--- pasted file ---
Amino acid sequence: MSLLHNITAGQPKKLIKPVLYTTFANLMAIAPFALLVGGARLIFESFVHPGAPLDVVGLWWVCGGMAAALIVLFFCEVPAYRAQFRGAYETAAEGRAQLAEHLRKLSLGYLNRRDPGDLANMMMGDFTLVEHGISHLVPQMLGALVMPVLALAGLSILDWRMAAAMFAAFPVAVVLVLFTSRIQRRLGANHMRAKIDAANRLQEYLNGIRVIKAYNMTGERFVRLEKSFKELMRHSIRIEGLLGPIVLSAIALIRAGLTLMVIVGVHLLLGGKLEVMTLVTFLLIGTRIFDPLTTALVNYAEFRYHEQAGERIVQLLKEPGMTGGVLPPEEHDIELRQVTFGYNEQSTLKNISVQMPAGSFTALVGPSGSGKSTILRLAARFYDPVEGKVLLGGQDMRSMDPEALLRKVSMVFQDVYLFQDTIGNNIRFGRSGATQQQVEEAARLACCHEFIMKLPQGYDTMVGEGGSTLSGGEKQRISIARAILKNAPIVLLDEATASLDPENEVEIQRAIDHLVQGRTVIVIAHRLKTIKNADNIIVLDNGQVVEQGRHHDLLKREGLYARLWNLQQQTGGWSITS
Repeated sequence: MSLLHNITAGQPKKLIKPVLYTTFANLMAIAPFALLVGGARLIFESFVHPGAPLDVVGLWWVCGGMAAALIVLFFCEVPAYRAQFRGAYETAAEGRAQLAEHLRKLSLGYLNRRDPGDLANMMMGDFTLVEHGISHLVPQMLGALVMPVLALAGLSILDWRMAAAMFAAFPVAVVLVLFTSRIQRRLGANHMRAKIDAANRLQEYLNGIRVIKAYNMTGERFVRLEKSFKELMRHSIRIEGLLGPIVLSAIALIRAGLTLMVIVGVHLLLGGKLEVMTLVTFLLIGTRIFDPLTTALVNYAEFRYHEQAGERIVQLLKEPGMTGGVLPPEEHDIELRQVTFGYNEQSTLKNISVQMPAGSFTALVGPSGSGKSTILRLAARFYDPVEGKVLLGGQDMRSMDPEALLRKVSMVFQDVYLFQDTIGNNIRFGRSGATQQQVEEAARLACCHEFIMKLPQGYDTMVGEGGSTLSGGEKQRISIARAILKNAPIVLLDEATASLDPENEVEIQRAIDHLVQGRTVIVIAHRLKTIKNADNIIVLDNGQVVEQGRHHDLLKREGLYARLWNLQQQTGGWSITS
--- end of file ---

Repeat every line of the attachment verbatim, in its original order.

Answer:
Amino acid sequence: MSLLHNITAGQPKKLIKPVLYTTFANLMAIAPFALLVGGARLIFESFVHPGAPLDVVGLWWVCGGMAAALIVLFFCEVPAYRAQFRGAYETAAEGRAQLAEHLRKLSLGYLNRRDPGDLANMMMGDFTLVEHGISHLVPQMLGALVMPVLALAGLSILDWRMAAAMFAAFPVAVVLVLFTSRIQRRLGANHMRAKIDAANRLQEYLNGIRVIKAYNMTGERFVRLEKSFKELMRHSIRIEGLLGPIVLSAIALIRAGLTLMVIVGVHLLLGGKLEVMTLVTFLLIGTRIFDPLTTALVNYAEFRYHEQAGERIVQLLKEPGMTGGVLPPEEHDIELRQVTFGYNEQSTLKNISVQMPAGSFTALVGPSGSGKSTILRLAARFYDPVEGKVLLGGQDMRSMDPEALLRKVSMVFQDVYLFQDTIGNNIRFGRSGATQQQVEEAARLACCHEFIMKLPQGYDTMVGEGGSTLSGGEKQRISIARAILKNAPIVLLDEATASLDPENEVEIQRAIDHLVQGRTVIVIAHRLKTIKNADNIIVLDNGQVVEQGRHHDLLKREGLYARLWNLQQQTGGWSITS
Repeated sequence: MSLLHNITAGQPKKLIKPVLYTTFANLMAIAPFALLVGGARLIFESFVHPGAPLDVVGLWWVCGGMAAALIVLFFCEVPAYRAQFRGAYETAAEGRAQLAEHLRKLSLGYLNRRDPGDLANMMMGDFTLVEHGISHLVPQMLGALVMPVLALAGLSILDWRMAAAMFAAFPVAVVLVLFTSRIQRRLGANHMRAKIDAANRLQEYLNGIRVIKAYNMTGERFVRLEKSFKELMRHSIRIEGLLGPIVLSAIALIRAGLTLMVIVGVHLLLGGKLEVMTLVTFLLIGTRIFDPLTTALVNYAEFRYHEQAGERIVQLLKEPGMTGGVLPPEEHDIELRQVTFGYNEQSTLKNISVQMPAGSFTALVGPSGSGKSTILRLAARFYDPVEGKVLLGGQDMRSMDPEALLRKVSMVFQDVYLFQDTIGNNIRFGRSGATQQQVEEAARLACCHEFIMKLPQGYDTMVGEGGSTLSGGEKQRISIARAILKNAPIVLLDEATASLDPENEVEIQRAIDHLVQGRTVIVIAHRLKTIKNADNIIVLDNGQVVEQGRHHDLLKREGLYARLWNLQQQTGGWSITS